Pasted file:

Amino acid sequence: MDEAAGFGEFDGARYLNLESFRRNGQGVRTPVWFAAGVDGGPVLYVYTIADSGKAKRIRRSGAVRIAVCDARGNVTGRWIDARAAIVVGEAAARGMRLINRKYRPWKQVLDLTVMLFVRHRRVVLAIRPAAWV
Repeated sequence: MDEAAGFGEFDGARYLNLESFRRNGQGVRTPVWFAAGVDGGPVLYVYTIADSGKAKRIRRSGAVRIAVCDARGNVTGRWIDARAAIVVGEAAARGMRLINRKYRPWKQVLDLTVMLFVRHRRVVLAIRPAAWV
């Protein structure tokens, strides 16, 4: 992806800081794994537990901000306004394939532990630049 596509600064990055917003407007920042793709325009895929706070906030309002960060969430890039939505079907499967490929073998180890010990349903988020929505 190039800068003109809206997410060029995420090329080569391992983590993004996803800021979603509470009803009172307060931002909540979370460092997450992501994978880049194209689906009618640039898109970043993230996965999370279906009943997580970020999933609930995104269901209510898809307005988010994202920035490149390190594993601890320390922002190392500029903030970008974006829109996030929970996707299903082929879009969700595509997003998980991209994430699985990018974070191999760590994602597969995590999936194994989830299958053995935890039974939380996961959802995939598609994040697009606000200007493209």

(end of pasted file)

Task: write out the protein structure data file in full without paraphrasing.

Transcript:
Amino acid sequence: MDEAAGFGEFDGARYLNLESFRRNGQGVRTPVWFAAGVDGGPVLYVYTIADSGKAKRIRRSGAVRIAVCDARGNVTGRWIDARAAIVVGEAAARGMRLINRKYRPWKQVLDLTVMLFVRHRRVVLAIRPAAWV
Repeated sequence: MDEAAGFGEFDGARYLNLESFRRNGQGVRTPVWFAAGVDGGPVLYVYTIADSGKAKRIRRSGAVRIAVCDARGNVTGRWIDARAAIVVGEAAARGMRLINRKYRPWKQVLDLTVMLFVRHRRVVLAIRPAAWV
């Protein structure tokens, strides 16, 4: 992806800081794994537990901000306004394939532990630049 596509600064990055917003407007920042793709325009895929706070906030309002960060969430890039939505079907499967490929073998180890010990349903988020929505 190039800068003109809206997410060029995420090329080569391992983590993004996803800021979603509470009803009172307060931002909540979370460092997450992501994978880049194209689906009618640039898109970043993230996965999370279906009943997580970020999933609930995104269901209510898809307005988010994202920035490149390190594993601890320390922002190392500029903030970008974006829109996030929970996707299903082929879009969700595509997003998980991209994430699985990018974070191999760590994602597969995590999936194994989830299958053995935890039974939380996961959802995939598609994040697009606000200007493209």